I recently visited some friends at their lovely little southern farm in Mena, Arkansas. They grew a bountiful garden, bursting with burp-less cucumbers, long peppers, and fat crook-neck squash. Upon arriving I was intimidated by the family of pit bulls that greeted us with loud barking and mild growling; however, within minutes of watching them lumber about the yard without bothering the duck or the chickens I realized they were part of the family. The friendly duck that waddled around quacking softly allowed me to pick it up and enjoyed being petted; in fact, it gave off a satisfied quake with each stroke. A flock of chickens, mostly Arkansas travelers, were kept either in a large pen beside the garden or in a chicken tractor built out of fencing and an old trampoline frame. Young fledglings roamed the yard in the daytime and were locked up at night. However, the aggressive nature of this species forced one brave soul to rescue baby chicks from their own mother before the adults pecked the infants to death. Baby chicks were kept in a cage in the garage under a heat lamp.
|Arkansas Traveler Chicks|
While watching the baby chickens I noticed a nest overhead, perched on the edge of a florescent lamp in the garage. In the nest resided four baby nuthatches. The wild chicks were beginning to get wing feathers and had most of their body feathers already. They pushed and shoved to gain more room in the crowded nest. Every few minutes the mother or father would fly into the garage with a bug in its beak. Though the parents were easily startled, they braved our presence to feed their children. It seemed like a strange place to build a nest, so close to human and pit bulls, but perhaps they saw as more as protectors than as predators.
|White-Breasted Nuthatch Nest|
The following day two baby chicks were found on the cold concrete floor of the garage with the pit bulls. I’ve always heard that if you pick up a baby chick and put it back in its nest its mother will reject it. Supposedly this is because she disapproves of the scent your hands left on her baby. But without a choice my friend scooped up the baby chicks and put them in an large plastic ice cream tub lined with the cloth of an old undershirt. We discussed the reasoning behind the chick’s evacuation. Perhaps the tiny nest was too small for all four chicks and the smallest were rejected from it for space reasons alone. Under this presumption, no one touched the chicks unnecessarily. They were kept in the plastic container on the Arkansas traveler chick cage, just below the nuthatch nest.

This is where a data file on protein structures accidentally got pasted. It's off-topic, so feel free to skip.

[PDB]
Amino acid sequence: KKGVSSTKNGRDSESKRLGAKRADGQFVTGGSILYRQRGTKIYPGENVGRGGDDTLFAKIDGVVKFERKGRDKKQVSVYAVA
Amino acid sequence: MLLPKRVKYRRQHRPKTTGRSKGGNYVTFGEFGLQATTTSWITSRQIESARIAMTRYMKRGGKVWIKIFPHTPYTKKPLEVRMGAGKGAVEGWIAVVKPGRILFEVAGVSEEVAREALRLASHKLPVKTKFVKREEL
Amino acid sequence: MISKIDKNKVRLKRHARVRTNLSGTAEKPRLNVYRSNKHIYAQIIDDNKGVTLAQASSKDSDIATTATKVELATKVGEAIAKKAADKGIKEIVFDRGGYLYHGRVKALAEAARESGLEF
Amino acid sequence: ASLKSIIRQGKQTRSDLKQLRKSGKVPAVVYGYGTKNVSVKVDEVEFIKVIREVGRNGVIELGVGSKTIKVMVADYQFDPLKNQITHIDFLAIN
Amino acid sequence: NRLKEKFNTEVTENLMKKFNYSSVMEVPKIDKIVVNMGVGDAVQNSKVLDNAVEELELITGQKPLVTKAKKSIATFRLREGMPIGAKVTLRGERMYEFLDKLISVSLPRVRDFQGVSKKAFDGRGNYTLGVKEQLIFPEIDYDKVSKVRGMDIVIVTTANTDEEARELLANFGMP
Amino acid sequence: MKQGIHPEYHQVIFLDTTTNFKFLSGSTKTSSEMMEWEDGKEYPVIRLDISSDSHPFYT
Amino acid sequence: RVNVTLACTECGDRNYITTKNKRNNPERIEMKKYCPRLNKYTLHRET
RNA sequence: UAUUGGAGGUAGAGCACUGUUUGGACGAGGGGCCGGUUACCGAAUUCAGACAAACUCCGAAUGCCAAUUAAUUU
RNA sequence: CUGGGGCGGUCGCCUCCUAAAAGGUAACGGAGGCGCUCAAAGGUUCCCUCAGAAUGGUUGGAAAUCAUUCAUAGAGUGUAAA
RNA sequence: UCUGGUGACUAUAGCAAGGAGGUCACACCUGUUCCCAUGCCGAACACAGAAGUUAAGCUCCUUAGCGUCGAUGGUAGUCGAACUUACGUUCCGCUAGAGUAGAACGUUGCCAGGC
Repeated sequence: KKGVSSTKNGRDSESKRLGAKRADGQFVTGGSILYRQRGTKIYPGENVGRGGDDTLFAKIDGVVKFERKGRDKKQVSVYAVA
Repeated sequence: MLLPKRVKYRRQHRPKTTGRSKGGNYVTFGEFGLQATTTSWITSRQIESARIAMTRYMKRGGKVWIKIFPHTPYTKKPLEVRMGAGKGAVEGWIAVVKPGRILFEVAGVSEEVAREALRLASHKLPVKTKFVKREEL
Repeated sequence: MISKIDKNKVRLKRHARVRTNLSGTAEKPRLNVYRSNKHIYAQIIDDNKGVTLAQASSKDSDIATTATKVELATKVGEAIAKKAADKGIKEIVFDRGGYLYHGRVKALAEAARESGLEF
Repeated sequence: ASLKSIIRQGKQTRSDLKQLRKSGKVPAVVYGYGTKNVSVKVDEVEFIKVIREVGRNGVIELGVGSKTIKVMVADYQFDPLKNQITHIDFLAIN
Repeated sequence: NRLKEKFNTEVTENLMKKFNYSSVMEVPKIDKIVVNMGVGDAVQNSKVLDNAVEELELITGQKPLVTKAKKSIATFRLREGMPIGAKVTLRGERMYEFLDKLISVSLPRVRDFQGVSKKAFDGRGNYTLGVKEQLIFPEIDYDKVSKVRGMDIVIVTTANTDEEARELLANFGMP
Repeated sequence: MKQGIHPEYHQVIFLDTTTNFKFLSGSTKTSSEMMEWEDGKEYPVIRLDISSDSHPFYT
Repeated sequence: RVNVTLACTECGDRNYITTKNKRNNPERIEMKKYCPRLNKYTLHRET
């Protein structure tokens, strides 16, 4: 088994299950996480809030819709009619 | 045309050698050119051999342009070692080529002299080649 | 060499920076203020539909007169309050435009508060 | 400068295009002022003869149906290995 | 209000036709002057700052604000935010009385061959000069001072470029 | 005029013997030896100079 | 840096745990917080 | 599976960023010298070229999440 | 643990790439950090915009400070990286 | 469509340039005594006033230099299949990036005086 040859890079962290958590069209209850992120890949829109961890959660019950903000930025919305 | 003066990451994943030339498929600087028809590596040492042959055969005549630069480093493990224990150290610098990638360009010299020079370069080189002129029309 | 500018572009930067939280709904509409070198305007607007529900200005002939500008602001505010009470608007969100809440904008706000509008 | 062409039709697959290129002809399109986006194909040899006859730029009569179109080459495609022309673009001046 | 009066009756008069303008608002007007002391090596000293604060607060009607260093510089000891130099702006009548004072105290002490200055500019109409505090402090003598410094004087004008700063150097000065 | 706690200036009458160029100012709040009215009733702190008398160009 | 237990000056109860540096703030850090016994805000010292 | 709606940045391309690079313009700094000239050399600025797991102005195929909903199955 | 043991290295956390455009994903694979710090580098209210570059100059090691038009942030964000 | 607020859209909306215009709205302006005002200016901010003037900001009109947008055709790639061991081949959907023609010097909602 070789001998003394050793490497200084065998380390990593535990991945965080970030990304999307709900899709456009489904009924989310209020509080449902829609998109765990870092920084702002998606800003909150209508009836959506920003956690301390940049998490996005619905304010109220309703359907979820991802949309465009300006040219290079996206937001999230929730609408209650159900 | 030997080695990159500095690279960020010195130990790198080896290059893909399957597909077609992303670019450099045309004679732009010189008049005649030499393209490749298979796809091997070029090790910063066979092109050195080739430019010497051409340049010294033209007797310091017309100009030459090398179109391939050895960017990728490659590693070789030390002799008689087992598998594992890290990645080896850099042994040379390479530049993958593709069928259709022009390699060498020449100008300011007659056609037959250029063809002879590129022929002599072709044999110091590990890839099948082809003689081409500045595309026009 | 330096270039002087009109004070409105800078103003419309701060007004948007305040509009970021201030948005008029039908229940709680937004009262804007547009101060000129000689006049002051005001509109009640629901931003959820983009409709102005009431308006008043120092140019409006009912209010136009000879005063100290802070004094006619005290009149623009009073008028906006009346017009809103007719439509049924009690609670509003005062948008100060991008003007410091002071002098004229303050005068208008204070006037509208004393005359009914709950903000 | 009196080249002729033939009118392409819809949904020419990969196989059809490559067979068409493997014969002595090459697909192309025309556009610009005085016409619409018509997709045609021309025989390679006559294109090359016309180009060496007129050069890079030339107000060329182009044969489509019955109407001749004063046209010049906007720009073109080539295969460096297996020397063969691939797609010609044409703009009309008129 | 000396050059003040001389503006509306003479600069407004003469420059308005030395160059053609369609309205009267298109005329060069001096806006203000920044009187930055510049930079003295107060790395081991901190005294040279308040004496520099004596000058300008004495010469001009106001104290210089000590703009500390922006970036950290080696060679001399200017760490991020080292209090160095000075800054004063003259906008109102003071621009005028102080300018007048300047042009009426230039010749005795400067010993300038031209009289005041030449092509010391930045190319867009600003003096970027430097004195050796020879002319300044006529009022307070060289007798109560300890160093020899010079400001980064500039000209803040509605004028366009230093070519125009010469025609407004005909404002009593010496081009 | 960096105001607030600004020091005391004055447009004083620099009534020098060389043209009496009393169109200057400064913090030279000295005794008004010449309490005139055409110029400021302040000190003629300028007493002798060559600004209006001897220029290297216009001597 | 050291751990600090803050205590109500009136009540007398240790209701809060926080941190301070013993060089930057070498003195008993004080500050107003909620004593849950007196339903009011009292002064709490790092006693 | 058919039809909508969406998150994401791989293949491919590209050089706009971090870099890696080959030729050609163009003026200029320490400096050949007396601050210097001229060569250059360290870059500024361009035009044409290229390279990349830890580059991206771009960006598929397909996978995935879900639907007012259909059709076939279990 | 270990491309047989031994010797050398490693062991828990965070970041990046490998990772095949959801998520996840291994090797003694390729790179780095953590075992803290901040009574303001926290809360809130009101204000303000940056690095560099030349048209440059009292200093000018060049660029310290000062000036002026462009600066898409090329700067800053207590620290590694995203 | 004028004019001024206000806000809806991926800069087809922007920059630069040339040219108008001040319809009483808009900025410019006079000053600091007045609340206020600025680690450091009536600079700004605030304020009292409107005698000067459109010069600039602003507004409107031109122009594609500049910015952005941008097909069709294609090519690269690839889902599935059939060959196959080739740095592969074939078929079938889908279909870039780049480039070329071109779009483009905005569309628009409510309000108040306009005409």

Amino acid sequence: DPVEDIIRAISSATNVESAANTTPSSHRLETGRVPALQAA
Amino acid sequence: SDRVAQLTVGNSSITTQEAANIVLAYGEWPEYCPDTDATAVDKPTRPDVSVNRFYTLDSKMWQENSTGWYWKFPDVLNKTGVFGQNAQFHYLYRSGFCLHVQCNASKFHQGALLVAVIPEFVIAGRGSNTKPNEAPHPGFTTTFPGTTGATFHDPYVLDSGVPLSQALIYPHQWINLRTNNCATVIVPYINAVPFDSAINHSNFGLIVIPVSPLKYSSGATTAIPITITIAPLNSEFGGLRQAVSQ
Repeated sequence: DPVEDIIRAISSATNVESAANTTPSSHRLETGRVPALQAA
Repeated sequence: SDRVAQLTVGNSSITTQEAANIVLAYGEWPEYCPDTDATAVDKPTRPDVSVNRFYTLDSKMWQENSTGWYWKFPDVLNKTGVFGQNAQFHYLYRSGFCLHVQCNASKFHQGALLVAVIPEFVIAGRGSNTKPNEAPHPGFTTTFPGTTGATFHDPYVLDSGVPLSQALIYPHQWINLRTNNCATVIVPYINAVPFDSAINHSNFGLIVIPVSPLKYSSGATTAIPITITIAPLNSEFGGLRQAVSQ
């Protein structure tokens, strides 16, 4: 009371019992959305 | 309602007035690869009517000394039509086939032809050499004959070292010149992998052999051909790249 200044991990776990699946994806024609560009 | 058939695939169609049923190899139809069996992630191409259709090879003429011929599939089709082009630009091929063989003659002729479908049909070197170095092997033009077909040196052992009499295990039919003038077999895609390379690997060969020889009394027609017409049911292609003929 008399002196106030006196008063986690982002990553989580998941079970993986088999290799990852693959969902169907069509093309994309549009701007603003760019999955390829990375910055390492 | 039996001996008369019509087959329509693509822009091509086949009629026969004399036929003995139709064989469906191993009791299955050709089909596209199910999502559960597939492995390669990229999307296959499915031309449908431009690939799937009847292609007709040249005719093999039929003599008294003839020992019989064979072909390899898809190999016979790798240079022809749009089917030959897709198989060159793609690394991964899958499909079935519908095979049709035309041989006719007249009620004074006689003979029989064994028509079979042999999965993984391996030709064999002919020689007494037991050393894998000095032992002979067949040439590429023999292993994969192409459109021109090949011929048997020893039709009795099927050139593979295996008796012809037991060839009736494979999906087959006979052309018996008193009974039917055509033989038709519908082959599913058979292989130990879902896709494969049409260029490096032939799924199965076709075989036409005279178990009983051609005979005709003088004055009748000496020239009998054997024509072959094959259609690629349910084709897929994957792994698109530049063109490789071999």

To our surprise, the mother nuthatch did not reject the babies who had fallen from the nest and been touched by human hands. She continued to feed them inside the plastic container just as she fed the two still in the nest. By the next day the two chicks in the nest gained the strength to fly off. It only took another day of maturing for the two chicks in the plastic container to fly onward as well.
|Baby White-Breasted Nuthatch Chick|
It makes sense that if there is not enough room in a nest and the mother bird kicks the runts out so the stronger may survive, then if you put the runts back in the nest as competition the mother bird will just continue to reject the runts and fight for her stronger babies. Likewise, if a mother decides the nest is not safe and abandons the nest, replacing the chicks will not bring her back any more than it will send her away. I see how this myth began but I believe it is just that, a myth.
Has anyone else out there heard of similar or contradicting stories?
|This picture was taken by Trina Turner |
and those are Joe Loyd's hands.